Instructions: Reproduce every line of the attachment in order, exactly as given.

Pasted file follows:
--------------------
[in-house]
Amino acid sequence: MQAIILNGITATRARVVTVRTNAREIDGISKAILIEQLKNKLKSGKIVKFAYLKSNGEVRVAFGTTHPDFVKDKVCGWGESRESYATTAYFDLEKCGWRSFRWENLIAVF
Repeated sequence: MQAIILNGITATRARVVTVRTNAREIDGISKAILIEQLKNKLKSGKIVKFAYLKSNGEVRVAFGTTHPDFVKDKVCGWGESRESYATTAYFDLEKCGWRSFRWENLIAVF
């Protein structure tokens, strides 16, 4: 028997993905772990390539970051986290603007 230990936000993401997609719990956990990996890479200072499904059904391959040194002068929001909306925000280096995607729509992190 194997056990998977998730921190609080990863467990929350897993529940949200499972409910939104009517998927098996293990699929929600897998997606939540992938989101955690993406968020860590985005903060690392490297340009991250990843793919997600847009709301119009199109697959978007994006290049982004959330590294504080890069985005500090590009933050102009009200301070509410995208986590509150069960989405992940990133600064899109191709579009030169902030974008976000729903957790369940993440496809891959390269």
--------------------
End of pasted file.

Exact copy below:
[in-house]
Amino acid sequence: MQAIILNGITATRARVVTVRTNAREIDGISKAILIEQLKNKLKSGKIVKFAYLKSNGEVRVAFGTTHPDFVKDKVCGWGESRESYATTAYFDLEKCGWRSFRWENLIAVF
Repeated sequence: MQAIILNGITATRARVVTVRTNAREIDGISKAILIEQLKNKLKSGKIVKFAYLKSNGEVRVAFGTTHPDFVKDKVCGWGESRESYATTAYFDLEKCGWRSFRWENLIAVF
């Protein structure tokens, strides 16, 4: 028997993905772990390539970051986290603007 230990936000993401997609719990956990990996890479200072499904059904391959040194002068929001909306925000280096995607729509992190 194997056990998977998730921190609080990863467990929350897993529940949200499972409910939104009517998927098996293990699929929600897998997606939540992938989101955690993406968020860590985005903060690392490297340009991250990843793919997600847009709301119009199109697959978007994006290049982004959330590294504080890069985005500090590009933050102009009200301070509410995208986590509150069960989405992940990133600064899109191709579009030169902030974008976000729903957790369940993440496809891959390269």